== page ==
With temperatures expected to dip as low as the high 20s late this week, Lodi residents have been advised to take a number of precautions to keep their homes safe.
According to the National Weather Service, the high temperature today is supposed to top out at 47 degrees, and temperatures may fall as low as 25 tonight.
The cold will continue Thursday with a forecast high of 45 and an overnight low of 28. Friday will see a chance of rain and a high of 44 and a low of 37.
Saturday’s forecast high is 43 and lows will again fall below freezing at 26.
Wally Sandelin, the city of Lodi’s Public Works director, said the pipes connecting homes to the city’s underground infrastructure are the pipes that commonly freeze when temperatures drop.
Sandelin said residents should wrap any exposed pipes around their homes with blankets or large beach towels to help prevent freezing. The city’s commercial customers should also wrap external pipes and utility systems to keep them from freezing.
He said he remembers when temperatures in Lodi dropped to as low as 19 degrees a few years ago, and a relative did not wrap their pipes. The cold was so severe, the pipe actually broke after freezing, he said.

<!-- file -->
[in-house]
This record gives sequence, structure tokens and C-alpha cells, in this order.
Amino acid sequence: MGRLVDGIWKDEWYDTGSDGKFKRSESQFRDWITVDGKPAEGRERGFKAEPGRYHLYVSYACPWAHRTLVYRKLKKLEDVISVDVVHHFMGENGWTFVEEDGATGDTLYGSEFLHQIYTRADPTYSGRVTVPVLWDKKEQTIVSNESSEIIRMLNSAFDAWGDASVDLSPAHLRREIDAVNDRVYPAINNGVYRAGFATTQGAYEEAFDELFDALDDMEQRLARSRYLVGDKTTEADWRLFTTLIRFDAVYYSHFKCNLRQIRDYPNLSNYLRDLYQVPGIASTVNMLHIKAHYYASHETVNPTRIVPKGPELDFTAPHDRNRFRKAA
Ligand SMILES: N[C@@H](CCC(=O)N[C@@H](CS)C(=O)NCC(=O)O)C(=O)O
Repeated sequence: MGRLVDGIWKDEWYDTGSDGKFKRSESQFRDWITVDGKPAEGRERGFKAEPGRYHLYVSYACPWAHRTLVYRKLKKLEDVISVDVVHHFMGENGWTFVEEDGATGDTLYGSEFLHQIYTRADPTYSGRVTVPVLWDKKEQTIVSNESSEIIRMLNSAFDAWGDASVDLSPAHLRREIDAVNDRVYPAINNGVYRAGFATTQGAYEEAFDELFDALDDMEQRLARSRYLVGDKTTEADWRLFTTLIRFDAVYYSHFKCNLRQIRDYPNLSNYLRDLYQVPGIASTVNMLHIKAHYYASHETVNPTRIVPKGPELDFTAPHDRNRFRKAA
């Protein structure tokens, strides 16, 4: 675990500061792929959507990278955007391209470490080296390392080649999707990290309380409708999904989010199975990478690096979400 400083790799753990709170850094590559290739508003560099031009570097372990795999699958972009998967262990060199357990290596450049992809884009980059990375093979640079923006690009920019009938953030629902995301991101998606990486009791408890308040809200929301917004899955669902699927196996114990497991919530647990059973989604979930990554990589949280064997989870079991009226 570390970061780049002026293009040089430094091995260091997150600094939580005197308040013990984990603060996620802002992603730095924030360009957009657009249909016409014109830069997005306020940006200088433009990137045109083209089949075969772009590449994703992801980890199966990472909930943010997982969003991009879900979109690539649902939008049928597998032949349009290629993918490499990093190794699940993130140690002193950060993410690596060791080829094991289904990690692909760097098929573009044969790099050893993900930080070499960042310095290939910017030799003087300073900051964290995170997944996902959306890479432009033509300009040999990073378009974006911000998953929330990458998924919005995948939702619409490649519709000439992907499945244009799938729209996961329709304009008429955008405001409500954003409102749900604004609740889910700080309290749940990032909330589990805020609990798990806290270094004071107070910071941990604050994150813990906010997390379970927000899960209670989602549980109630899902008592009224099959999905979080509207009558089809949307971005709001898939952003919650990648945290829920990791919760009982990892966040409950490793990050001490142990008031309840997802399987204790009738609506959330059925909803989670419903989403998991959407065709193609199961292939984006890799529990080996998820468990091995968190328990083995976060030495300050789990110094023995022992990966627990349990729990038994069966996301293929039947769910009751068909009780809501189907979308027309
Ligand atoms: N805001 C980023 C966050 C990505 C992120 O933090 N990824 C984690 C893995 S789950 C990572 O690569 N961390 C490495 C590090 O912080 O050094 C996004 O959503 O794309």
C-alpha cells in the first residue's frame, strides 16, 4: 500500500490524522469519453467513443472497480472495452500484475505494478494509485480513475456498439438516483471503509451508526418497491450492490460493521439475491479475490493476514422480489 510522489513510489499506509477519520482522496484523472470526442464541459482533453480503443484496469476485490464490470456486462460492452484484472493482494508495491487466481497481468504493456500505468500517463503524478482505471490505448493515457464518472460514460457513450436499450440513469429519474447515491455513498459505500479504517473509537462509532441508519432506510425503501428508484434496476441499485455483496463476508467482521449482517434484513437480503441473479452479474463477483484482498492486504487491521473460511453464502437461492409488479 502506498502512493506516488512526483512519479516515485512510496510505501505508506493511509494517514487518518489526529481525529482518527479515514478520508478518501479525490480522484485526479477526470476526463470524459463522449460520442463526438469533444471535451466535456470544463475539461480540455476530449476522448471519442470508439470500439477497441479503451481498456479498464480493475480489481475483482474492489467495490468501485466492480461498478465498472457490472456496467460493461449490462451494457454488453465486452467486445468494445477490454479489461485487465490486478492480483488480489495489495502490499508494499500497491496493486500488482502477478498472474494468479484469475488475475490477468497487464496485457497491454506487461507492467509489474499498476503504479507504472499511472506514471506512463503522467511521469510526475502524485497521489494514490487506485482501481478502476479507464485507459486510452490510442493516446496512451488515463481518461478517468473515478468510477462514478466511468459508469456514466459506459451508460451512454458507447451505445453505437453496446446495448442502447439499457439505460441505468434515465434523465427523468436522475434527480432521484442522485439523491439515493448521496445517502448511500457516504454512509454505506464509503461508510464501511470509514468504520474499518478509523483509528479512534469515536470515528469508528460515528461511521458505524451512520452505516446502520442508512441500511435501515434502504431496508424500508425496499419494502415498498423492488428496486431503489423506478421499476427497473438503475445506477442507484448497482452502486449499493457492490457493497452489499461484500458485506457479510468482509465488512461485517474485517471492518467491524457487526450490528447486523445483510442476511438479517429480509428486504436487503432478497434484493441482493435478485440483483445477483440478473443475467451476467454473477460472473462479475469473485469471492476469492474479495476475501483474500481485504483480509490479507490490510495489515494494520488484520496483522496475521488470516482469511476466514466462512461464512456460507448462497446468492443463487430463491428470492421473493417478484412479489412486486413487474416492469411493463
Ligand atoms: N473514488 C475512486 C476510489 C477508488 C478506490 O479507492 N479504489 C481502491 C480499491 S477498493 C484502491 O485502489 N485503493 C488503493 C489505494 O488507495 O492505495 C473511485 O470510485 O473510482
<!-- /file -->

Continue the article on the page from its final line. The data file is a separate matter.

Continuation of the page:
In addition to keeping exposed pipes warm, Sandelin said outdoor plants need to be covered as well as watered.
“When plants are kept outside, it’s best to water them from time to time, because outside water will help keep them from drying out when temperatures get so cold,” he said. Another way to protect plants is to bring them indoors, he said.
Sandelin said residents should make sure their sprinklers are not leaking and are completely turned off, as water that escapes onto sidewalks can create a slipping hazard. He said residents should be aware that if a pedestrian is injured after slipping and falling in front of their property, the property owner will be responsible.
Cats and dogs are also going to be affected by the cold temperatures, and Animal Friends Connection board member Patricia Sherman said pets need to be brought indoors.
“If there are people who simply can’t have a cat or dog in the house, they can put them in the garage,” she said. “I know that can be just as cold as the outdoors, but providing them with blankets or a heated doghouse will help.”
While there are owners who keep their dogs outdoors at night, Sherman said a heated doghouse should be provided. Cats that are kept outside will most likely escape from yards and hide under car hoods or in wheel wells for warmth, she said. Residents should check their vehicles in the mornings before starting them to make sure neighborhood cats will not be startled or harmed.
If residents have a cat door, it’s advisable to lock it before the cat gets out, she said.
Sherman said dog owners may not have to worry as much if they have a doggy door, as many canines know how cold it can be outside and will stay indoors.
“Twenty-seven degrees is just way too cold,” Sherman said. “If your plants freeze in this weather, you know your pets will. People really need to keep them inside.”